The Great Colorado Mine (20.66 Acre Lode Mining Claim)
The Great Colorado Mine lode mining claim is a 20.66 acre unpatented mining claim in the Rocky Mountains, approximately 43 miles West of Fort Collins in the Manhattan Gold Mining District of Northern Colorado. It is only a few miles South of Red Feather Lakes. Because it is on National Forest land, it allows camping, hiking, dogs, and shooting.
This is a very special claim for the Manhattan District. To the best of my knowledge this is the most extensive claim in the area, containing over 21 vertical shafts, and many prospects that may actually be extensive inclined shafts! At least two shafts are known to have been fairly deep and have extensive workings. At least one shaft is known to have an eroded in drift tunnel partway down. Tailings on the surface contain low grade sulfide ores, and some quartz. The claim also has multiple large quartz outcroppings, and easy access for camping or RVs. Scroll down for maps, including an interactive Google Maps window.
The ore seen in the tailings pile rates from low grade to medium grade sulphide, quartzite, and quartz type ores.
Estimated gold reserves in tailings: Unknown
Estimated gold reserves on claim: Unknown
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Easy parking next to the posted sign of the mining claim. To the right is the closed road (tilled up, great for prospecting!) and the access road (to the left). RV/camping spot behind camera.
The first of many shafts is right off the access road. It now contains some more modern junk, but appears easy to dig out. I have begun to slowly start digging out this shaft. In the background are the tailings from one of the deeper shafts.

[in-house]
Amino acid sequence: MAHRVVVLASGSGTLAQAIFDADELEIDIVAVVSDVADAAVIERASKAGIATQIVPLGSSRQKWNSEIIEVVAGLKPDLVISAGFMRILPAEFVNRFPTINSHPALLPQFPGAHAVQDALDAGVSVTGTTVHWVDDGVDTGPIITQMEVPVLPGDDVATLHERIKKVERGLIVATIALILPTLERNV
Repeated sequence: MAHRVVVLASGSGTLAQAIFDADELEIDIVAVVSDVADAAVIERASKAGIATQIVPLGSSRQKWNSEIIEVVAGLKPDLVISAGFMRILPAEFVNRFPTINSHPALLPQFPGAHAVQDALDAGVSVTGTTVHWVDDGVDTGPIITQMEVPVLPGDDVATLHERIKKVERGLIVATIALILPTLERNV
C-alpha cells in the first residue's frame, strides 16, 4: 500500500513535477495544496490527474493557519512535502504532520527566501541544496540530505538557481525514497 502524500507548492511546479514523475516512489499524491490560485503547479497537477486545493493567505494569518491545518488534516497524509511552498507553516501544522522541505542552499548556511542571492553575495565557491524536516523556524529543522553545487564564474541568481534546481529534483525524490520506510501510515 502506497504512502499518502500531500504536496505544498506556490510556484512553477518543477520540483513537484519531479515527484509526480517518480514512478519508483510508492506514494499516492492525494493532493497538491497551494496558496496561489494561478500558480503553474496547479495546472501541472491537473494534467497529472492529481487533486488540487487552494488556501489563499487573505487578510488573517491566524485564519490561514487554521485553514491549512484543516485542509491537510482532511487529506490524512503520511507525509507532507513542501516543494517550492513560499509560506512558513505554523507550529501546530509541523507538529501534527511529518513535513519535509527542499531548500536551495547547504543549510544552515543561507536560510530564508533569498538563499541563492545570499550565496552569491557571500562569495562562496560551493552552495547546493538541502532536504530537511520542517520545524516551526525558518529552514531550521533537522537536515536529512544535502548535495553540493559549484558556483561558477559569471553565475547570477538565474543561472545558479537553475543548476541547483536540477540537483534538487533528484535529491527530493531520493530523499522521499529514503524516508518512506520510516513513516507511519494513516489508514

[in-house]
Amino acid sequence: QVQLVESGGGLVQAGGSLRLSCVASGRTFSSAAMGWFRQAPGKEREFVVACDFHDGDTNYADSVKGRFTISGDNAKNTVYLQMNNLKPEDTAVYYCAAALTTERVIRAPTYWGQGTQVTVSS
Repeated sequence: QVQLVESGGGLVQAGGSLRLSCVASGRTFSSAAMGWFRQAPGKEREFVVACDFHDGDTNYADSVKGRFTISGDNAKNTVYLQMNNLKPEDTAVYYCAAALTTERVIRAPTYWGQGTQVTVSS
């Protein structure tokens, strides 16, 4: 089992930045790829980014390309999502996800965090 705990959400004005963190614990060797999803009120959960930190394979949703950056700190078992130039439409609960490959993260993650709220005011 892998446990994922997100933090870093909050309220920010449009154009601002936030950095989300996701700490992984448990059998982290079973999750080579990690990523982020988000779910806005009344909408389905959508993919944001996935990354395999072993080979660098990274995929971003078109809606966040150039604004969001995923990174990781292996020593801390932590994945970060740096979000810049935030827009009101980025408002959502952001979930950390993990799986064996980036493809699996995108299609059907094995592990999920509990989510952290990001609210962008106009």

A view looking into the first shaft. It is about 10 feet deep with a 20 ft diameter bowl created by eroding in. Timber is buried at the bottom. I have added a new peeled timber for support as the shaft is dug out (barely visible).
Tailings of one of the deeper shafts on the claim.
Looking across the larger tailings pile, across the shaft at its end, to the cabin-like hoist house structure which boasts yet another shaft, and a second large tailings pile.
The large shaft has a tree growing from the side, which leans across the shaft. This shaft is nearly 20 feet deep and has a 20 ft diameter bowl from eroding in. It may have been nearly 100 feet deep. The hoist house structure is seen behind it.
Now on the other side of the hoist house, looking along the long tailings pile towards the hoist house and large shaft on the other side. 3 other shafts are within 50 feet, not pictured in this set.
Further East are two long deep cuts through the mineral outcropping hill. Wide enough to drive through before the trees, notice the gobbing on either side of the cuts. There is reason to suspect that large shafts were in the center of the cuts, and these may have been to facilitate haulage.
Near the large cuts are smaller cuts like this, which had shafts at the far end, now eroded in. Some fresh timber and a shovel could get these back in operation within a season!
One of the most exciting collapsed shafts! At the bottom of this rock face is an open space- The top of a tunnel! It has been washed full of dirt and small rocks, but some dedicated digging and you'd be underground in your very own drift tunnel off of a shaft! My shadow can be seen for scale here.